Famous physicist Albert Einstein, assassinated Japanese prime-minister Hisashi Hamaguchi, and English engineer Charles Babbage all have at least one thing in common; pickled brains – all cut out of their skulls and preserved after their deaths so researchers could study their genius.

The brain of 17th century French philosopher René Descartes is now dust, but it hasn't stopped researchers from scanning the inside of his skull to learn more about his grey matter - which it turns out is remarkably normal, except for a slight bulge at the front.

Research carried out by a team of French and Dutch scientists involved creating a virtual endocast based on a CT-scan of Descartes' brain case, which allowed them to study the size, shape, and surface of the philosopher's brain compared with 102 physical casts from a diversity of other specimens.

If you're not well acquainted with Monsieur Descartes, you might be familiar with his famous quote, "I think, therefore I am", a reference to the fact we can doubt many things except our own mind's existence.

You can also thank him for marrying Euclidean geometry with algebra to form the Cartesian plane – commonly used when you drew graphs at school.

Descartes' revolutionary contributions to philosophy and mathematics suggest his mind was somewhat remarkable, but whether extraordinary minds reflect extraordinary lumps of brain meat has been a topic of interest for anatomists for centuries.  

The philosopher himself would have found it interesting, no doubt, being one of the first to question how the physics of the brain and the qualities of the mind operated (for those interested, he argued the mind wasn't itself a physical thing, but connected with the brain in the pineal gland).

When Einstein passed away in 1955, a pathologist named Thomas Harvey controversially kidnapped his brain, preserved it, took a few snapshots, measured it, cut it up into 240 pieces and parcelled them out to anybody interested in analysing it further.

Studies have suggested the genius physicist might have had a larger corpus callosum connecting his hemispheres, larger ratio of 'helper' glial cells to neurons, and an unusual size and pattern of grooves on his parietal lobes.

Putting the ethics of Harvey's actions aside for one moment, the relevance of such variations discovered in Einstein's neural anatomy and cytology has inspired debate ever since.

The researchers in this latest study concluded that – for the most part – Renee Descartes had a rather mundane brain.

"The different dimensions quantified on the endocast of René Descartes are within the range of variation observed in our sample of extant modern humans," the researchers wrote.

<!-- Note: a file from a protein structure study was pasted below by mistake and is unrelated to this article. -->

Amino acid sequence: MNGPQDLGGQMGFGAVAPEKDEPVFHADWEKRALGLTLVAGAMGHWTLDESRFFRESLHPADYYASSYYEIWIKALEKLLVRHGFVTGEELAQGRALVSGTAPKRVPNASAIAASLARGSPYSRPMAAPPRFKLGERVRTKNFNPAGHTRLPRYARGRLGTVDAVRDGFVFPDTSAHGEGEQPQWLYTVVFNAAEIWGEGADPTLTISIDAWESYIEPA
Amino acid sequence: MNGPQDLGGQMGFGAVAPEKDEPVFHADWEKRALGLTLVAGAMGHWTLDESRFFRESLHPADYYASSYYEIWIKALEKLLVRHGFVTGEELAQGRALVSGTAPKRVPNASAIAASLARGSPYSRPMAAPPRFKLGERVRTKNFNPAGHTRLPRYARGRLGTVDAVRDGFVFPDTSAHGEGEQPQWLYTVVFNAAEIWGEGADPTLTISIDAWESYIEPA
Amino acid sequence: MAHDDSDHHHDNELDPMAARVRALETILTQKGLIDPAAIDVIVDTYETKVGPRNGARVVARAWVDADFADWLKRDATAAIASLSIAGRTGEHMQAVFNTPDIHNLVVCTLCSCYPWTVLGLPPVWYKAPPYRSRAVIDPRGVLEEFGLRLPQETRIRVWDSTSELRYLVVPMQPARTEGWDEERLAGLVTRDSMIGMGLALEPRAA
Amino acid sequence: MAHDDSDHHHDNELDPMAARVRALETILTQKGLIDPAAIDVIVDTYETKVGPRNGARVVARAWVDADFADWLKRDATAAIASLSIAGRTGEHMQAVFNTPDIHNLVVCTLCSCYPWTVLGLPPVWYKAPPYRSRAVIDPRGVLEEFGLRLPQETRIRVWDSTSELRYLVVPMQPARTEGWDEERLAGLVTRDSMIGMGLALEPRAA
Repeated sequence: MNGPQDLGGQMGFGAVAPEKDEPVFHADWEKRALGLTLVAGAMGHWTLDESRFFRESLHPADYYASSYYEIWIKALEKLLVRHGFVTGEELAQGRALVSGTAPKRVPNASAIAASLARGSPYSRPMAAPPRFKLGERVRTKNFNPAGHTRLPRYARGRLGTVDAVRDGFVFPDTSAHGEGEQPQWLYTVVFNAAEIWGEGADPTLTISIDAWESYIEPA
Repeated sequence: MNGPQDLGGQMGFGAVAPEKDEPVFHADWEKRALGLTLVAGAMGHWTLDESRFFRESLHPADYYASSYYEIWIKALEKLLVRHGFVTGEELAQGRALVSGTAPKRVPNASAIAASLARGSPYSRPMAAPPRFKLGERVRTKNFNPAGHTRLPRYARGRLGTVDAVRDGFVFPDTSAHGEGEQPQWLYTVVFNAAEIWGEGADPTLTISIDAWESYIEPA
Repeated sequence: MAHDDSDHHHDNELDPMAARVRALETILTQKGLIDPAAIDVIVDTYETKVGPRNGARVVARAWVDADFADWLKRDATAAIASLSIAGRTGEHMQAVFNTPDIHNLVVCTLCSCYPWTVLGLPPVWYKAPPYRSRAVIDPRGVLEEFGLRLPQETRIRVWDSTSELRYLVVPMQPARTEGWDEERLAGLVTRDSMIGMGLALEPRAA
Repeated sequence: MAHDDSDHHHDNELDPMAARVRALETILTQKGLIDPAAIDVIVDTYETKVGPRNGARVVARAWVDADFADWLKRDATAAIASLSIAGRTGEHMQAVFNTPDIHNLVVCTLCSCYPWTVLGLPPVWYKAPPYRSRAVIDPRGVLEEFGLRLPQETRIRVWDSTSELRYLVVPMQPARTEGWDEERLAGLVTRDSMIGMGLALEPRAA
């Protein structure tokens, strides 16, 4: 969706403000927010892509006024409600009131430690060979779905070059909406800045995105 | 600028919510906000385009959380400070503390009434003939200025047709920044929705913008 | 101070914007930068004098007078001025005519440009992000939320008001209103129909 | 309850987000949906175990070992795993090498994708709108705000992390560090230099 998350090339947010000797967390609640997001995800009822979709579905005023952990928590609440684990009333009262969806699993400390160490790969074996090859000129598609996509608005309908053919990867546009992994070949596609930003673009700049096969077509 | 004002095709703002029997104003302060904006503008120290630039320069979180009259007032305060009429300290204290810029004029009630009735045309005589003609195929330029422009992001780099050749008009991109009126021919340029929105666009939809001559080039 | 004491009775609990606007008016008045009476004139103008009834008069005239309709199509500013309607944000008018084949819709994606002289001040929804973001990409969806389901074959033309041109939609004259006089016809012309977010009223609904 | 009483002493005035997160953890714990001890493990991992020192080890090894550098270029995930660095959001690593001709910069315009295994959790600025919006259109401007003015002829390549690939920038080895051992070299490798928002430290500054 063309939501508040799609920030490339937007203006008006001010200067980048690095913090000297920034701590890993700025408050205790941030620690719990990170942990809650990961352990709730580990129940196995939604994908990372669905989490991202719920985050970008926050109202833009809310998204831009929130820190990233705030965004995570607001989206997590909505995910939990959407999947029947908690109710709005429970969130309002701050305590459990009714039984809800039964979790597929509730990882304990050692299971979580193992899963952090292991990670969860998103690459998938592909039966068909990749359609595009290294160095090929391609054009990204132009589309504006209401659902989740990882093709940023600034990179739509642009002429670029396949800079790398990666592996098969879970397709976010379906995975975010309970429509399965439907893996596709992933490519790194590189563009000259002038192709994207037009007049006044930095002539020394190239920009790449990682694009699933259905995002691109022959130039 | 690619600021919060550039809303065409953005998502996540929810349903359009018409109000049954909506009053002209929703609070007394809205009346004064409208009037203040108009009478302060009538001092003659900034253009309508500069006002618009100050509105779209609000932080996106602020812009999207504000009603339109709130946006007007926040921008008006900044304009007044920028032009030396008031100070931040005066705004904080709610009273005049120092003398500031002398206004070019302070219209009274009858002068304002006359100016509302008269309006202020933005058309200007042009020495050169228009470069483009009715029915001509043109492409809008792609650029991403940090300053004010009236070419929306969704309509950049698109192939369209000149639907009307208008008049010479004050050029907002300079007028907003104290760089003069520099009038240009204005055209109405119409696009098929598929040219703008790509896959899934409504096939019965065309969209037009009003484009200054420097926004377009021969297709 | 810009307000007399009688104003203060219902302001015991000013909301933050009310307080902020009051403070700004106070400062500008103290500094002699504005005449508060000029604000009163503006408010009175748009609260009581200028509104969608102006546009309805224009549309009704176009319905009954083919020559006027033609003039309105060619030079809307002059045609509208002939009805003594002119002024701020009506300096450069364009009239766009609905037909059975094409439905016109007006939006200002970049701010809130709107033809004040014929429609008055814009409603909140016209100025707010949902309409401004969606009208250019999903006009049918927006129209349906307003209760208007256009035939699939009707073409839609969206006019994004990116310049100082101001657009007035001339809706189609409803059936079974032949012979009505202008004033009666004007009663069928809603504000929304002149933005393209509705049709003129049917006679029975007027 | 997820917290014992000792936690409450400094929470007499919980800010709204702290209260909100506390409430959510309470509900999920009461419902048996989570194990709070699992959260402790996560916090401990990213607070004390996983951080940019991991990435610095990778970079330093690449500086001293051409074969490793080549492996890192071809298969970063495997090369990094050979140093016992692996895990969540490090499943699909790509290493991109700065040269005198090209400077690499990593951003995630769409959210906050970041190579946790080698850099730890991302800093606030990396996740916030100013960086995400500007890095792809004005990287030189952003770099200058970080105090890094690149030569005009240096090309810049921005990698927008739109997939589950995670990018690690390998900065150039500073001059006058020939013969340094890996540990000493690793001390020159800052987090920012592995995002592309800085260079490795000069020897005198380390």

The cast's total volume was 1540 cubic centimetres (94 cubic inches), which is in the ballpark of the average modern male brain.

One area did happen to stand out slightly, however.

The frontal cortex seemed to bulge on the left, due to a larger development of the front portion of the parietal lobe. It corresponds with a part of the brain called Brodmann area 45 – a zone responsible for our ability to apply words to concepts.

While there are no clear bumps or lines that shout 'genius', however there could well be subtle differences in the symmetry of certain parts of the brain that might yet hint at its owner's cognitive talents.

"Further neuro-imaging and post-mortem studies will have to test and eventually confirm hypotheses relative to the gross and microscopic anatomical substrate of different aspects of exceptional intelligence," write the researchers.

In other words, time will tell if there's more to Descartes' brain than first meets the eye.

There's little doubt the research on any historic brains could be subject to the same criticisms as the studies on Einstein's, meaning we should hold back from reading too much into speculations just yet.

The journey of Descartes' skull makes for an interesting story in its own right, being separated from his body soon after his death, eventually finding its way to the Musée de l'Homme anthropology museum in Paris.

Thing is, there's a small chance the head in the study might not even belong to the respected old philosopher after all.

One thing the research does show is how processes more commonly used on fossils to study their central nervous systems could contribute insights into the brains of more modern figures, even if the squishy bits have long since decayed.

This research was published in Journal of the Neurological Sciences.